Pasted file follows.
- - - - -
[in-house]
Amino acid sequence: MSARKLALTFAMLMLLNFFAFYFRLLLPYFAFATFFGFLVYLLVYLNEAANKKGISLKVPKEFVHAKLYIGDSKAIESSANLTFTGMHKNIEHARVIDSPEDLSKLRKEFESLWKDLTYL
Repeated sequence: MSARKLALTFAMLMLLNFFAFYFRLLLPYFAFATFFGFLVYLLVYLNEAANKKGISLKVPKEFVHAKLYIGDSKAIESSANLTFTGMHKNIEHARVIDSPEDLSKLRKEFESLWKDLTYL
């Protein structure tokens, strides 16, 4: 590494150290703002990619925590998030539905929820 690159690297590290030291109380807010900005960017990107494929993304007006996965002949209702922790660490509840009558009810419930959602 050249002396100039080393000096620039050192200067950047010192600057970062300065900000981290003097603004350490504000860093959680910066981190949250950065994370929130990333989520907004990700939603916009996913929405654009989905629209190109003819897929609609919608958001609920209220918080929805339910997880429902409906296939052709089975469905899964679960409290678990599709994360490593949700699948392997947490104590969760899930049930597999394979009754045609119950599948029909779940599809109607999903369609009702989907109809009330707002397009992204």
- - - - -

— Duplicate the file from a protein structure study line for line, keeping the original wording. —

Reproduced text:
[in-house]
Amino acid sequence: MSARKLALTFAMLMLLNFFAFYFRLLLPYFAFATFFGFLVYLLVYLNEAANKKGISLKVPKEFVHAKLYIGDSKAIESSANLTFTGMHKNIEHARVIDSPEDLSKLRKEFESLWKDLTYL
Repeated sequence: MSARKLALTFAMLMLLNFFAFYFRLLLPYFAFATFFGFLVYLLVYLNEAANKKGISLKVPKEFVHAKLYIGDSKAIESSANLTFTGMHKNIEHARVIDSPEDLSKLRKEFESLWKDLTYL
């Protein structure tokens, strides 16, 4: 590494150290703002990619925590998030539905929820 690159690297590290030291109380807010900005960017990107494929993304007006996965002949209702922790660490509840009558009810419930959602 050249002396100039080393000096620039050192200067950047010192600057970062300065900000981290003097603004350490504000860093959680910066981190949250950065994370929130990333989520907004990700939603916009996913929405654009989905629209190109003819897929609609919608958001609920209220918080929805339910997880429902409906296939052709089975469905899964679960409290678990599709994360490593949700699948392997947490104590969760899930049930597999394979009754045609119950599948029909779940599809109607999903369609009702989907109809009330707002397009992204």